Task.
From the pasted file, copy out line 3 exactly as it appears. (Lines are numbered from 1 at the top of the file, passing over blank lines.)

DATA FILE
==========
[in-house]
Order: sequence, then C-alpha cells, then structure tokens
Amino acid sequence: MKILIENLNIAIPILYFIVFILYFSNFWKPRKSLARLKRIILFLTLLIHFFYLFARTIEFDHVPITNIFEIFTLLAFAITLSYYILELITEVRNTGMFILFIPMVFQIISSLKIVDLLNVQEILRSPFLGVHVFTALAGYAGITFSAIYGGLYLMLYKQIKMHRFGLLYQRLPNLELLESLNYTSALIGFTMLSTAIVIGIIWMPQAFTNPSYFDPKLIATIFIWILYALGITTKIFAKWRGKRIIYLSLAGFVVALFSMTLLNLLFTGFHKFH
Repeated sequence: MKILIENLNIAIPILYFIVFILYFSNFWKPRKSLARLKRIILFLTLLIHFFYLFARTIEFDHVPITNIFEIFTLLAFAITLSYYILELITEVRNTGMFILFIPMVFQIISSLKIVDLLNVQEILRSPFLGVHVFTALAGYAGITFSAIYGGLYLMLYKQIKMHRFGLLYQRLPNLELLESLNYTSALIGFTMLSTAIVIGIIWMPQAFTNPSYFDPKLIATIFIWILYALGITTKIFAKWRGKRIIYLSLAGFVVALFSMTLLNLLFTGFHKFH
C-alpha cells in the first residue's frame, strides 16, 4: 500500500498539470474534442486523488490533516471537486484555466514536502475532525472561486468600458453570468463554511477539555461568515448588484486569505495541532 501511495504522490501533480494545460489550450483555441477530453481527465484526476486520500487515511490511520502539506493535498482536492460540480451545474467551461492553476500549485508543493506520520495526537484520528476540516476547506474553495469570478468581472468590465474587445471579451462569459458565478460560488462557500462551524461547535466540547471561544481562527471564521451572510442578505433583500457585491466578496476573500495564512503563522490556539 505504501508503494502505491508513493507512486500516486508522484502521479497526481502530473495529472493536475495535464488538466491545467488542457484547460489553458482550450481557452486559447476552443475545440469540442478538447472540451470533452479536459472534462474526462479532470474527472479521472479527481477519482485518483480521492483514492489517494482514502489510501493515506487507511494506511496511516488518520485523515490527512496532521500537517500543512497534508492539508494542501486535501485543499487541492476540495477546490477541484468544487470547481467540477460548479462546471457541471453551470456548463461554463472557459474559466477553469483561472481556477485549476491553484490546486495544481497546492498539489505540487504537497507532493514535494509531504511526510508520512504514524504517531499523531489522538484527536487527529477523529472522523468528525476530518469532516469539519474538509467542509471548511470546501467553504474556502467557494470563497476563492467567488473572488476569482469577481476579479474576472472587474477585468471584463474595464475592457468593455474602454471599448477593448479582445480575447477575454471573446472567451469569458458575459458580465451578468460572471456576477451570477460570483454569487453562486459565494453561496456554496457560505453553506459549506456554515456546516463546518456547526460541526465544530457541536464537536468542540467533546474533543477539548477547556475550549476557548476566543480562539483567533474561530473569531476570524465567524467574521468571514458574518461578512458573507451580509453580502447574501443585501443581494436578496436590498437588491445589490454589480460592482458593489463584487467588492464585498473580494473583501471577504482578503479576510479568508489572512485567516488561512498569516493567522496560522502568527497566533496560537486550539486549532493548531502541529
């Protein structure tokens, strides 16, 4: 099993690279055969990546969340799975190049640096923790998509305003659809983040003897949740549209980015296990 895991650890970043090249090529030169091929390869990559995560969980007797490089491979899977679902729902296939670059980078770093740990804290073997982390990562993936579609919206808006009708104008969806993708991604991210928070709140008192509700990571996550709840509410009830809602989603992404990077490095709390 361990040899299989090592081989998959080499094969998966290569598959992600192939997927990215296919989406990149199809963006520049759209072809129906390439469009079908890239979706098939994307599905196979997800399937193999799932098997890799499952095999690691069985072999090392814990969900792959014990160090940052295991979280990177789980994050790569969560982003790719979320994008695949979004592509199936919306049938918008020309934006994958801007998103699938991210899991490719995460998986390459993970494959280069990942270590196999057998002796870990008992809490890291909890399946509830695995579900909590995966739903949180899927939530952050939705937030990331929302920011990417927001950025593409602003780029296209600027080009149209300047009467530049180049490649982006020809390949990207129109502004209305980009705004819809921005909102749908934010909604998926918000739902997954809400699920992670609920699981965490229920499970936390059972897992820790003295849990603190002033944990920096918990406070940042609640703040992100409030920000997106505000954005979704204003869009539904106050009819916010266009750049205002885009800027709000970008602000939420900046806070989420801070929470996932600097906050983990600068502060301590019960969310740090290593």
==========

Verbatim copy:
Amino acid sequence: MKILIENLNIAIPILYFIVFILYFSNFWKPRKSLARLKRIILFLTLLIHFFYLFARTIEFDHVPITNIFEIFTLLAFAITLSYYILELITEVRNTGMFILFIPMVFQIISSLKIVDLLNVQEILRSPFLGVHVFTALAGYAGITFSAIYGGLYLMLYKQIKMHRFGLLYQRLPNLELLESLNYTSALIGFTMLSTAIVIGIIWMPQAFTNPSYFDPKLIATIFIWILYALGITTKIFAKWRGKRIIYLSLAGFVVALFSMTLLNLLFTGFHKFH